Manorial Estate, 1361, Ufton Manor, Tunstall, Sittingbourne, Kent, ME10, GB. 5 UFTON is a reputed manor, the house of which stands at the northern extremity of this parish, next to Sittingborne. It was antiently the property of the family of Shurland. Sir Robert de Shurland, of Shurland, in Shepey, possessed it in the reign of Edward I. having attended that prince into Scotland, to the siege of Carlaverock, where he was knighted, and in the 29th year of it, he obtained a charter of free warren for his manor of Ufton.

He left an only daughter and heir Margaret, who carried it in marriage to William de Cheney, afterwards of Shurland, who died possessed of it in the 8th year of king Edward III. His descendant Richard Cheney, of Shurland, left issue two sons, William, who was of Shurland, and ancestor of the lords Cheney; and Simon, who seems to have inherited the manor of Ufton. He married Eleonora, daughter and heir of John Nottingham, of Higham, in Milsted, at which place his descendants resided. The Cheneys bore for their arms, Ermine, on a bend, azure, three martlets, or, and quartered the arms of Shurland, Cralle, and Nottingham. They continued owners of this manor, (during which time William Maries resided here in the reign of king Henry VI. as their tenant; in the 21st year of which reign he was sheriff, and kept his shrievalty here) till John Cheney, esq. of Sittingborne, in the beginning of king Henry VIII.'s reign, gave it in marriage with his daughter Frances to John Astley, esq. of Norfolk, the only son of Thomas Astley, esq. of Hill Morton and Melton Constable, in Norfolk, by his first wife Anne; by whose second wife was de scended Sir John Astley, of Maidstone.

Inquisition: Post mortem, 6 Mar 1362. 3 304. ROBERT CHEYNE, knight.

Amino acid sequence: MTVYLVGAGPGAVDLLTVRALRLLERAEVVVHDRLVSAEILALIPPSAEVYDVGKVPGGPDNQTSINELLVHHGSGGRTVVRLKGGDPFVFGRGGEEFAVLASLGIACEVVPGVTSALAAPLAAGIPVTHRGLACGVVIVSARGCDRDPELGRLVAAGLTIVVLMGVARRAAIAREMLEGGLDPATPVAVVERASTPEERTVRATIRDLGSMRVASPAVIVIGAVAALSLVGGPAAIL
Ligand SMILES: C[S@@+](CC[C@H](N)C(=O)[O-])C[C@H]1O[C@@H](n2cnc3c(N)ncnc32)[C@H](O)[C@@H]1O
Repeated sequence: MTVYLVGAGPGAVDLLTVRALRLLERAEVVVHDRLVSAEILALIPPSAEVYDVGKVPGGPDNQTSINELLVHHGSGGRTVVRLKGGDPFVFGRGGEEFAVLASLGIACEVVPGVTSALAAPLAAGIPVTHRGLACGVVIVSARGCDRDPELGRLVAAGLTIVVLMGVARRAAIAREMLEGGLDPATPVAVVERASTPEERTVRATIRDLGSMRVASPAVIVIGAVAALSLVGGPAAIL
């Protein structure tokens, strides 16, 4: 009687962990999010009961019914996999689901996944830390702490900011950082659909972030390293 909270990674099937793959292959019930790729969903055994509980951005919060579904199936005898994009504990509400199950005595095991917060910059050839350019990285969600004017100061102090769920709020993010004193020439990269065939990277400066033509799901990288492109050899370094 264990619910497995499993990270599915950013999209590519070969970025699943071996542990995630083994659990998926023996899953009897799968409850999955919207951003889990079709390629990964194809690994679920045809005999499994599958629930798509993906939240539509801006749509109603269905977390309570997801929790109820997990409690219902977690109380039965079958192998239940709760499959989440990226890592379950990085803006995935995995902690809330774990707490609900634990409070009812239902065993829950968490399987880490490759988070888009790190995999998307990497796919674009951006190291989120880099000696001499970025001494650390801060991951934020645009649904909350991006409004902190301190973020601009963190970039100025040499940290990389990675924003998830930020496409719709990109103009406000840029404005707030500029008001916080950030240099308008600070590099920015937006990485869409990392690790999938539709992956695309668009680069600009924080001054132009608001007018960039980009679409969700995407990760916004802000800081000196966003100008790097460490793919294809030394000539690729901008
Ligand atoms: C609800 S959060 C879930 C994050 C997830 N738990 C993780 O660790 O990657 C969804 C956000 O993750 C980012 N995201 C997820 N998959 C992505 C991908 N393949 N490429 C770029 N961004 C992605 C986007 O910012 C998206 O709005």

Writ, 6 March, 36 Edward III.

KENT. Inq. (indented) taken at Midelton, 12 April, 36 Edward III.

Schirlond in the Isle of Schepeye. The manor, held of Philippa, queen of England, by service of rendering 4l. yearly and doing suit to her courts at Midelton held after Easter and after Michaelmas.

He died on 7 November last. Richard Chenny and Roger Chenny his sons, aged respectively 10 years and 6 years, are his heirs. The manor is held in 'gavilkyndeys.'

Ufton. The manor, in the parishes of Tunstall, Midelton and Sidyngbourn, held of Philippa, queen of England, as of the manor of Midelton, as parcel of the manor of Schirlond, by service as above.

Date of death and heirs repeated.

Patrikesbourn. The manor, held of the lord de Say by service of rendering yearly a pair of spurs or 6d.

He held no other lands &c. in the country.

Date of death repeated. Richard Cheyne his son, aged as above, is his heir of this manor.

C. Edw. III. File 169. (8.)


Richard married Margery de Cralle, daughter of Sir Robert de Cralle and Margaret Peplesham.1


Sources


1 J. S. Roskell and L. Clark, editors, <i>The History of Parliament: The House of Commons, 1386-1421 </i>, 4 Volumes (N.p.: Boydell and Brewer, 1993).

2 Sussex Archaeological Society, editor, <i>Sussex Archaeological Collections </i> (N.p.: n.p., n.d.), Vol 65: 20-53; The Family of Chesney or Cheyney. L. F. Salzman.

3 J E E S Sharp and A E Stamp, <i>Calendar of Inquisitions Post Mortem </i> (London: n.p., n.d.), 11 Edward III: 230-244.

4 Edward Hasted, <i>The History and Topographical Survey of the County of Kent</i>, 12 (Canterbury: W Bristow, 1799), 6: 245-258.

5 Edward Hasted, <i>The History and Topographical Survey of the County of Kent</i>, 12 (Canterbury: W Bristow, 1799), 6: 80-98.